It's rare for the Egyptian reader to find the type of book that involves detailed and accurate documentation, researching and nailing down the chosen topic, like what Isis Fath-Allah has done in this very important book. The book reflects on the life of one of the most important and most influential Egyptian musicians: Zakaria Ahmed.
It is probably the first time that such effort has been undertaken in documentation, collection, research and proofing to complete such an encyclopedic work for an important figure in Arab music. The project, led by the Center for Documentation of Heritage, aims to protect the heritage of this music "and to keep up with the progression utilizing modern technologies, multimedia and information systems," as noted in the introduction by the center.
This book is the fifth one in the center's project to complete the "Encyclopedia of Arabic Music Figures", following four successful volumes about Om Kolthum, Salama Hegazy, Sayed Darwish and Mohamed Abdel-Wahab. There's also a plan to setup a database for Arabic music, including all the documented works for leaders and figures of music from the middle of the 19th century till the end of the 20th.
In addition to the documented database of music (cassettes, records, books), there is also the research published about Zakaria Ahmed in Arabic, wherever it was conducted. This effort required a team of specialized researchers in various fields, and work through libraries in different organizations such as the national archives, the institute for Arabic music, the national radio, opera house and the organisation for composers.
Throughout nearly 900 pages in two volumes, the author exposes the achievements of this great man, famous as the Sheikh of Egyptian composers. The first section of the book includes the Sheikh's biography, or at least its headlines, and seems to be the least researched part of the book despite being the only easy-read section for the non-specialized reader.
The biography indicates that Zakaria Ahmed was born in the popular neighborhood Al-Hussein, in Old Cairo, on 6 January 1896. His father belonged to the Marzaban tribe from the bedouins of the Fayoum desert, and his mother was Turkish, and from her Ahmed gained his love for singing and his emotionally expressive voice.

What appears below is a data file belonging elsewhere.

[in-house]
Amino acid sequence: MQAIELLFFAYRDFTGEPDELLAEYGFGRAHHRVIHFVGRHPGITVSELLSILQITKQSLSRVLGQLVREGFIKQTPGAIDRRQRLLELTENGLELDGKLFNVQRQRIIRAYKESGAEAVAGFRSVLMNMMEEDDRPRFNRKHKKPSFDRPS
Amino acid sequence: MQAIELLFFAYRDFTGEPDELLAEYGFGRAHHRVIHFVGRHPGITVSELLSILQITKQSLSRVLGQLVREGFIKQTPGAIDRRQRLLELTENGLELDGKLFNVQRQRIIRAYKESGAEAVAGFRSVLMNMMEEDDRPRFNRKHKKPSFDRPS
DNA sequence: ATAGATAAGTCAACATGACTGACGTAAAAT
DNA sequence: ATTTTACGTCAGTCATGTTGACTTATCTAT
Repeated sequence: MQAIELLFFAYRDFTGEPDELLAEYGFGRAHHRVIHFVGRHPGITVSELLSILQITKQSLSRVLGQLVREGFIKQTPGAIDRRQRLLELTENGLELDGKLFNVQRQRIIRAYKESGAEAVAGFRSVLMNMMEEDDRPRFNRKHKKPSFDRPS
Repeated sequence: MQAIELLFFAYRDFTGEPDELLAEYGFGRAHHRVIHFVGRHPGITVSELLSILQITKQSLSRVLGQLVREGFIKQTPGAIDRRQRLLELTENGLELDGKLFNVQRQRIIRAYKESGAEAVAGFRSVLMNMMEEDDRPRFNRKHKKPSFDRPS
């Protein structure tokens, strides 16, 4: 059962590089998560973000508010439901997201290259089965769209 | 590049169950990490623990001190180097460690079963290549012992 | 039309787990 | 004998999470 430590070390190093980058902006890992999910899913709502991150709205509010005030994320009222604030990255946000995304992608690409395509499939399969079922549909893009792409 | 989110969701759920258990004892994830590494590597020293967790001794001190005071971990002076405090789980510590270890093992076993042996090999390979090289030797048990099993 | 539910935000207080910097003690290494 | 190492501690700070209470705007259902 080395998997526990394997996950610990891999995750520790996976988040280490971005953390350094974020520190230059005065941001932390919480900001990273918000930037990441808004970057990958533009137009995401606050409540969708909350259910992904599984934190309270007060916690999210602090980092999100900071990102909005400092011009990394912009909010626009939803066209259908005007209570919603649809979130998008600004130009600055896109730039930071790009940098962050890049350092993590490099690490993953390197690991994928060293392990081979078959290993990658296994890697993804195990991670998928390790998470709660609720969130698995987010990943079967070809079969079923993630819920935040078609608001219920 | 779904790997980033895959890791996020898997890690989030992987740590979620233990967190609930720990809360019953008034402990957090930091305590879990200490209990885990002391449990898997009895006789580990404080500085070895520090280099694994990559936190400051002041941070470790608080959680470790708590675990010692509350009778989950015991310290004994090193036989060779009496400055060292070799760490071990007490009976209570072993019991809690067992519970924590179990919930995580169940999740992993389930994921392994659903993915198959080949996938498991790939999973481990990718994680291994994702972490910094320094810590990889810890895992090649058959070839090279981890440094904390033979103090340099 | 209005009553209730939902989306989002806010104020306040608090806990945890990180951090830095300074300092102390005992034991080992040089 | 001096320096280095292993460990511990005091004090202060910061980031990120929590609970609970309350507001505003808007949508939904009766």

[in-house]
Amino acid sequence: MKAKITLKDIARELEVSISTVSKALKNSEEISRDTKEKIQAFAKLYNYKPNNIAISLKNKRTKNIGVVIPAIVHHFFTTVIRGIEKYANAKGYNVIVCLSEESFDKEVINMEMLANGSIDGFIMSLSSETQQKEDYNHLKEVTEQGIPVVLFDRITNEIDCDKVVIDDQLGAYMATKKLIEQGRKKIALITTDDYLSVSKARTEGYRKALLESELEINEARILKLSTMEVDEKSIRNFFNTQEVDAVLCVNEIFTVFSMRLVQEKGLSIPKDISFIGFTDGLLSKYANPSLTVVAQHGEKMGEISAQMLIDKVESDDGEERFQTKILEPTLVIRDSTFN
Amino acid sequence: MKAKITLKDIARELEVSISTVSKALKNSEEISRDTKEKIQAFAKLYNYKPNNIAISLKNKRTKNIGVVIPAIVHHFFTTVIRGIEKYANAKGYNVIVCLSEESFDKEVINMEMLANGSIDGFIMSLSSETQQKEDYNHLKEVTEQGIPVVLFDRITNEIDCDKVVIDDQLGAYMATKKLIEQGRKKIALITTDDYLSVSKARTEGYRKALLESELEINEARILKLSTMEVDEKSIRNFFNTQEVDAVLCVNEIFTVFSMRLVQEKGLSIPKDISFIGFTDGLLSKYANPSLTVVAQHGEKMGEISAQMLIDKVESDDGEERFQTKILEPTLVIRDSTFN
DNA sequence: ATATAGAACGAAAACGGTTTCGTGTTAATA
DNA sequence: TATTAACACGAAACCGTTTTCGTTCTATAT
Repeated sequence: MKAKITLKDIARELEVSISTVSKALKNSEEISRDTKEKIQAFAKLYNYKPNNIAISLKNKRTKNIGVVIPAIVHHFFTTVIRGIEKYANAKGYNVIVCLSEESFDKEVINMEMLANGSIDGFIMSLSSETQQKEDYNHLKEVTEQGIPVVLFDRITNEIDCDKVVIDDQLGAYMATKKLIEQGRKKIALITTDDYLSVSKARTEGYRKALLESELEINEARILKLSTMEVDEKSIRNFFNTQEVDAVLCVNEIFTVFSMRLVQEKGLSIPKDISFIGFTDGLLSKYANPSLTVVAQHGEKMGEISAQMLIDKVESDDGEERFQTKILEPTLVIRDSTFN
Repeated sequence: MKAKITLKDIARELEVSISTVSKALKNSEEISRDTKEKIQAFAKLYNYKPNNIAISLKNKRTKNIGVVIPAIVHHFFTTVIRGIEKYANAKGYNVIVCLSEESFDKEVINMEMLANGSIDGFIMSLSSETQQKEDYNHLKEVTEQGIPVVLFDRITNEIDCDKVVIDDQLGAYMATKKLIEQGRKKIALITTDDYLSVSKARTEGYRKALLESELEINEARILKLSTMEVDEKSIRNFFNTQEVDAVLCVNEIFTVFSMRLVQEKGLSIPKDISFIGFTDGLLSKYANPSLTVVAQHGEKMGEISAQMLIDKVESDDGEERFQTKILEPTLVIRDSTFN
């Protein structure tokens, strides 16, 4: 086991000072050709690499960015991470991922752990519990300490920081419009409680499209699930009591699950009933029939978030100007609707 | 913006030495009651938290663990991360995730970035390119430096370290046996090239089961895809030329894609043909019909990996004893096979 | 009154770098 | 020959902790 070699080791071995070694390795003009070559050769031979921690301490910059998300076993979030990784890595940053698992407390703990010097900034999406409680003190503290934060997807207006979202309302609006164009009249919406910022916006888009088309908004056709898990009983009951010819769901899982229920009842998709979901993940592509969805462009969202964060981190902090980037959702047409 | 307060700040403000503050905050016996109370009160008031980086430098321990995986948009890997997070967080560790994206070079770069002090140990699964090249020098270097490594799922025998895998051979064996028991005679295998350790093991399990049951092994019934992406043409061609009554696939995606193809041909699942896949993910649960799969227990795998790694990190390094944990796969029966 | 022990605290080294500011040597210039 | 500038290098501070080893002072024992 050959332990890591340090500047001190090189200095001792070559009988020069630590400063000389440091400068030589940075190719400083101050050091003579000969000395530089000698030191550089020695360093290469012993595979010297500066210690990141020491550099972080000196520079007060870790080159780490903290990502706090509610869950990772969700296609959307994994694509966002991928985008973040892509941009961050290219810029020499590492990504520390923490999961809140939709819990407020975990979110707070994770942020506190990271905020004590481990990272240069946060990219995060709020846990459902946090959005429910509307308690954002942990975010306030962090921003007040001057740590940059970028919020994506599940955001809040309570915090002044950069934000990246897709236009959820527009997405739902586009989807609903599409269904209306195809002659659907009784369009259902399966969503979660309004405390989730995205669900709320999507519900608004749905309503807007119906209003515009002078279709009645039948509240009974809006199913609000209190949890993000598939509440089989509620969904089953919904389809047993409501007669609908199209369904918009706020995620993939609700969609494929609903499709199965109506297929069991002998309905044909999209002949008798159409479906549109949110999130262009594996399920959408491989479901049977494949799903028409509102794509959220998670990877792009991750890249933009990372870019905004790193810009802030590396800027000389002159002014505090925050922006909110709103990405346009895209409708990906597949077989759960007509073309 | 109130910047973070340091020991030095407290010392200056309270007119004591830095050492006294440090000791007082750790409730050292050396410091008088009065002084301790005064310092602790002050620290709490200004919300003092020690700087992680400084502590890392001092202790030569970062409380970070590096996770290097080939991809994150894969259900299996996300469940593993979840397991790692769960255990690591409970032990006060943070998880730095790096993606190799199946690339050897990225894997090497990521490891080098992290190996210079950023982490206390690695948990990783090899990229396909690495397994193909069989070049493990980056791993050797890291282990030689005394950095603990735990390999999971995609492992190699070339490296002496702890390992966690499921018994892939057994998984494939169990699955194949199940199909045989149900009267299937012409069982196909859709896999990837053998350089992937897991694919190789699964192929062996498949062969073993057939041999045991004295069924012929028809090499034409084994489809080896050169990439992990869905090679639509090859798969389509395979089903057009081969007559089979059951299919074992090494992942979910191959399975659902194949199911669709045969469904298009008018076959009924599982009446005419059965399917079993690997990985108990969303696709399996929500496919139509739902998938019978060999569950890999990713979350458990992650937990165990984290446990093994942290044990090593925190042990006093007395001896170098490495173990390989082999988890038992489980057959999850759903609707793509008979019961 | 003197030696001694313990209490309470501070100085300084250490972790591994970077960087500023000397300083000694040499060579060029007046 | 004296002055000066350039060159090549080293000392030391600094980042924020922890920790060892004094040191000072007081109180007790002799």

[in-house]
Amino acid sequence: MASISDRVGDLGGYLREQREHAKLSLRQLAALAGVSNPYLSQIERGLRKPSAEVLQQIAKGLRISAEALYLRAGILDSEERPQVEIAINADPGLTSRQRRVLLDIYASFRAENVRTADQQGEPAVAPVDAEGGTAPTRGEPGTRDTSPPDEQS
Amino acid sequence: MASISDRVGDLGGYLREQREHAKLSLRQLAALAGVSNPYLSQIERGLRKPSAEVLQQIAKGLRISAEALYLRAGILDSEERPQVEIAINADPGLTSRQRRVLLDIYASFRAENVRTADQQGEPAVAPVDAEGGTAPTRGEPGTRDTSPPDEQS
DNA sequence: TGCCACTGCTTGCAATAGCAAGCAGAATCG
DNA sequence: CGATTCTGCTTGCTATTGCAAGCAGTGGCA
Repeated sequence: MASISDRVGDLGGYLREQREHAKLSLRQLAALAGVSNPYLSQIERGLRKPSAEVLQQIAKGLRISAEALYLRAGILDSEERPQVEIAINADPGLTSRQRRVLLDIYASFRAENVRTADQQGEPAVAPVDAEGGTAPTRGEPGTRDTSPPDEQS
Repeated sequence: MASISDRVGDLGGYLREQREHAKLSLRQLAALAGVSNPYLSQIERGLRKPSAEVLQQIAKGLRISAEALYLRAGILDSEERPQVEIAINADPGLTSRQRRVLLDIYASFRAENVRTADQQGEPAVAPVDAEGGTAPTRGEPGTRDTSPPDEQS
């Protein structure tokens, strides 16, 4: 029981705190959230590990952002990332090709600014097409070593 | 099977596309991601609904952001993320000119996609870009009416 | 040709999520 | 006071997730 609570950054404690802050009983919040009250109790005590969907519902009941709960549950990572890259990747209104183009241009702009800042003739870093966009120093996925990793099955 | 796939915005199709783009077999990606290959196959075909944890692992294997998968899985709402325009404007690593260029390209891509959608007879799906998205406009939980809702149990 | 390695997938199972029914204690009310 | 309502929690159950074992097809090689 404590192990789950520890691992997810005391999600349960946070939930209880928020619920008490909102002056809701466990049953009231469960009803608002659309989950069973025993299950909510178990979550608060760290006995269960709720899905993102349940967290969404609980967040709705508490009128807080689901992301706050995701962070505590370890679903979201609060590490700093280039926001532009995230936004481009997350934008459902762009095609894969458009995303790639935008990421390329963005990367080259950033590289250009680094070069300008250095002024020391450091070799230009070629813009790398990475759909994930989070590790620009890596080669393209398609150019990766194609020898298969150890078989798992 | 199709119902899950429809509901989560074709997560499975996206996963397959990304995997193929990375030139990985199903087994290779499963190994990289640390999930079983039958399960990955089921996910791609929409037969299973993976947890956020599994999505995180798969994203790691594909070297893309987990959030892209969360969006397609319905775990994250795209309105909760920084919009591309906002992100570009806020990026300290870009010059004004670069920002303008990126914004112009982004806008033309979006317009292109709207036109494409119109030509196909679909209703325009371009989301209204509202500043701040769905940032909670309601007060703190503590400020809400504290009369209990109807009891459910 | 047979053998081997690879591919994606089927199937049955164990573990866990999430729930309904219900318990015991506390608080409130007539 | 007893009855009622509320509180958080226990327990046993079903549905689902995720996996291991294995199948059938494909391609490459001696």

While Zakaria Ahmed's father was training him to become a religious scholar, teaching him the Koran at Al-Azhar, and religious sciences before even joining the Khalil Agha school, Ahmed himself was overcome by his love for music and singing, so he was introduced to a religious singing master, Sheikh Ismail Sokkar. It is out of luck that the Sokkar discovered his talent and encouraged him to join his choir, which allowed him to memorize many famous old songs and religious poems. He continued learning through joining Sheikh Sayed Moussa then Sheikh Aly Mahmoud's background choirs as well, both being leaders of singing during the early twentieth century.
For the next 18 years, Sheikh Zakaria Ahmed worked in reading Koran, and singing and composing religious songs, especially after his extended apprenticeships. Yet in 1923, he started composing non-religious songs, first some small songs, sung by Mounira El-Mahdeya, Saleh Abdel-Hay, Naeima El-Sagheer, Abdel-Latif El-Banna and others. Next year he co-composed parts of the musical "Fortune Country", among others, then started composing musicals alone. Musical historians regard him as a continuation of Sayed Darwish for his social critique.
Yet his biggest contribution remains uncovering the talent of Om Kalthoum as a young child, and not settling at that, but caring for her education from when she started religious chants and until her first "taktouka" (song with few words but extended music and vocals) in 1931, titled "The one who loved you is fortunate". In this regard, the author uncovers that a significant number of the Om Kalthoum songs composed by Sheikh Zakaria Ahmed in their earlier days are unfortunately lost.
At the end of the 1940s, they argued about money, a big argument that reached the courts, and they stopped cooperating for 10 years until they reconciled in 1960, and Om Kalthoum sang one of the most important Eastern songs "It's true that Love overtakes."
On another front, Zakaria Ahmed's contributions are numerous: he composed the music for the first Egyptian musical movie, as well as renewed a lot in the "taktouka" musical structures, and introduced the 'sung story' for the first time and the spoken sentences as part of a song. All this in addition to his own musical performance despite his rough voice.
Just before he passed away on 15 February 1961, he earned the "State honorary prize" in 1961 for his creations in music, as well as his solo singing.
The rest of the book is dedicated to musical experts. The second volume includes a list of all his musical compositions, sorted alphabetically, which is a guide to the details of each one of these works in the third section of the book, where all his works are described in detail in sub-sections according to the musical form.
Although the first section is rather brief and only highlights major incidences in Ahmed's life, the historical documenting effort is quite evident in the rest of the book. However, the book lacks any bibliography of all the books, articles or research related to Zakaria Ahmed, which would otherwise make it a complete encyclopedia about the great composer.
Zakaria Ahmed by Isis Fath-Allah, Cairo: Dar Al-Shorouk with the Center for Documentation of Heritage, 2011. pp. 884.